Rasashastra (रसशास्त्र, rasaśāstra) is an important branch of Ayurveda, specialising in chemical interactions with herbs, metals and minerals. Some texts combine yogic and tantric practices with various alchemical operations. The ultimate goal of Rasashastra is not only to preserve and prolong life, but also to bestow wealth upon humankind.
Languages of India and abroad
Marathi-English dictionarySource: DDSA: The Molesworth Marathi and English Dictionary
kvātha (क्वाथ).—m S A decoction: also a thing boiled.Source: DDSA: The Aryabhusan school dictionary, Marathi-English
kvātha (क्वाथ).—m A decoction, a thing boiled.
Marathi is an Indo-European language having over 70 million native speakers people in (predominantly) Maharashtra India. Marathi, like many other Indo-Aryan languages, evolved from early forms of Prakrit, which itself is a subset of Sanskrit, one of the most ancient languages of the world.
Sanskrit-English dictionarySource: DDSA: The practical Sanskrit-English dictionary
Kvatha (क्वथ).—A decoction, solution prepared with a continued or gentle heat.
Derivable forms: kvathaḥ (क्वथः).
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Kvātha (क्वाथ).—[kvath-karaṇe ghañ]
1) A decoction, solution prepared with a continued or gentle heat.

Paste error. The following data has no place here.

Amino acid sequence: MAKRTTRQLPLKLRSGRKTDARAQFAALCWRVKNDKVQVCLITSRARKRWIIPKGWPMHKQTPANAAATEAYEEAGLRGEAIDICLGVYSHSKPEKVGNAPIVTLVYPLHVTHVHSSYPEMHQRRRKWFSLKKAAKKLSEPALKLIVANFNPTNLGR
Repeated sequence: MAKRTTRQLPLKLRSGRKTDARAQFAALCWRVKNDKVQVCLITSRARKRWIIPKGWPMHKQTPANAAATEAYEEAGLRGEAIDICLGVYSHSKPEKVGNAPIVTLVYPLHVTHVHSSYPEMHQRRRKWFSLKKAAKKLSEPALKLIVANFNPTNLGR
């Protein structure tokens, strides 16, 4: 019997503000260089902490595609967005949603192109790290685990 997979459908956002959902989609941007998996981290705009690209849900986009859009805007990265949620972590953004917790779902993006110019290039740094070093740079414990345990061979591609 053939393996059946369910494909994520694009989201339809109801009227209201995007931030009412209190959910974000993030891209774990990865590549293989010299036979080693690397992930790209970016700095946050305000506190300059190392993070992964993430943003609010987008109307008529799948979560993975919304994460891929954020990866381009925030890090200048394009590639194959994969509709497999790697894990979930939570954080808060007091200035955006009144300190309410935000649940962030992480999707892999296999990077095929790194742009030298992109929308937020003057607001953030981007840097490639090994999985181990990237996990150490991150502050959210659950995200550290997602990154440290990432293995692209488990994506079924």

2) The mixture of the materials for decoction.
3) Pain, sorrow, distress.
Derivable forms: kvāthaḥ (क्वाथः).Source: Cologne Digital Sanskrit Dictionaries: Edgerton Buddhist Hybrid Sanskrit Dictionary
Kvātha (क्वाथ).—(m.; in this meaning Sanskrit Lex.), misery, sorrow: asmābhir anena kvātha-kāyena prāptavyaṃ prāptaṃ (so punctuate) MSV i.5.17, by this body of misery we have got all we could get.Source: Cologne Digital Sanskrit Dictionaries: Shabda-Sagara Sanskrit-English Dictionary
(-thaḥ) 1. A decoction, any solution or infusion prepared with a continued and gentle heat. 2. Pain, sorrow. 3. Calamity, distress. 4. The mixture of the materials for a decoction. E. kvatha to decoct, ghañ aff.
Sanskrit, also spelled संस्कृतम् (saṃskṛtam), is an ancient language of India commonly seen as the grandmother of the Indo-European language family. Closely allied with Prakrit and Pali, Sanskrit is more exhaustive in both grammar and terms and has the most extensive collection of literature in the world, greatly surpassing its sister-languages Greek and Latin.
See also (Relevant definitions)
Ends with (+3): Amritadikvatha, Ardrakakvatha, Avakvatha, Balanagarakvatha, Darvyadikvatha, Dashamulakvatha, Dhanyapancakakvatha, Dhanyapanchakakvatha, Ikshurasakvatha, Manjishthadikvatha, Nidigdhikadikvatha, Nishkvatha, Pancabhadrakvatha, Panchabhadrakvatha, Pathyashadangakvatha, Patoladikvatha, Phalatrikadikvatha, Prakvatha, Punarnavashtakakvatha, Pushkaradikvatha.
Full-text (+10): Kvathodbhava, Kashaya, Avakvatha, Kvath, Kvathi, Ikshurasakvatha, Pancabhadrakvatha, Dhanyapancakakvatha, Shadangapaniya, Rasanjana, Rasnasaptakakvatha, Darvyadikvatha, Pathyashadangakvatha, Vatsakadikvatha, Manjishthadikvatha, Phalatrikadikvatha, Bhanga, Pushkaradikvatha, Punarnavashtakakvatha, Amritadikvatha.
Search found 2 books and stories containing Kvatha, Kvātha; (plurals include: Kvathas, Kvāthas). You can also click to the full overview containing English textual excerpts. Below are direct links for the most relevant articles:
Sushruta Samhita, volume 4: Cikitsasthana (by Kaviraj Kunja Lal Bhishagratna)
Sushruta Samhita, volume 1: Sutrasthana (by Kaviraj Kunja Lal Bhishagratna)